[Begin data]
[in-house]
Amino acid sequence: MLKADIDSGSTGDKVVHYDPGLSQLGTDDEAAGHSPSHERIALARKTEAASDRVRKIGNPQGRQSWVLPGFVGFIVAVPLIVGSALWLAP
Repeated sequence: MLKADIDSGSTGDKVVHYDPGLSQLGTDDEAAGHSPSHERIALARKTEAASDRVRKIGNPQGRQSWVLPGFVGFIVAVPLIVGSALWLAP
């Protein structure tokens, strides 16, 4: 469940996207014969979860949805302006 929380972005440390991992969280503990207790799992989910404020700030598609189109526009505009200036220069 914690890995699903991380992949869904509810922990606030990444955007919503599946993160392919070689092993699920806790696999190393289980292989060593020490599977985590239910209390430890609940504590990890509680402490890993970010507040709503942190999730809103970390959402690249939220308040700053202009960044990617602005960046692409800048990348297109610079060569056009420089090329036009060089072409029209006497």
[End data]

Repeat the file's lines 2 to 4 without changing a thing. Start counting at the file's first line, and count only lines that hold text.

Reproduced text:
Amino acid sequence: MLKADIDSGSTGDKVVHYDPGLSQLGTDDEAAGHSPSHERIALARKTEAASDRVRKIGNPQGRQSWVLPGFVGFIVAVPLIVGSALWLAP
Repeated sequence: MLKADIDSGSTGDKVVHYDPGLSQLGTDDEAAGHSPSHERIALARKTEAASDRVRKIGNPQGRQSWVLPGFVGFIVAVPLIVGSALWLAP
């Protein structure tokens, strides 16, 4: 469940996207014969979860949805302006 929380972005440390991992969280503990207790799992989910404020700030598609189109526009505009200036220069 914690890995699903991380992949869904509810922990606030990444955007919503599946993160392919070689092993699920806790696999190393289980292989060593020490599977985590239910209390430890609940504590990890509680402490890993970010507040709503942190999730809103970390959402690249939220308040700053202009960044990617602005960046692409800048990348297109610079060569056009420089090329036009060089072409029209006497």